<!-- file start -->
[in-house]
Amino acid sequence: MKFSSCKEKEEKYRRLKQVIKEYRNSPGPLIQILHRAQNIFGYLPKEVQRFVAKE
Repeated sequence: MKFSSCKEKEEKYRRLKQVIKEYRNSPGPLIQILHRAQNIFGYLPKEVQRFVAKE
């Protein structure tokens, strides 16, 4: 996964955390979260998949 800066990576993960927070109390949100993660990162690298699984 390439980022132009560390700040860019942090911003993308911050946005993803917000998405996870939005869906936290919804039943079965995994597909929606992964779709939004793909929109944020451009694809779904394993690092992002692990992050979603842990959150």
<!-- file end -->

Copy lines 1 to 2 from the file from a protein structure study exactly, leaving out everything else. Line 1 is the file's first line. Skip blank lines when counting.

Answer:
[in-house]
Amino acid sequence: MKFSSCKEKEEKYRRLKQVIKEYRNSPGPLIQILHRAQNIFGYLPKEVQRFVAKE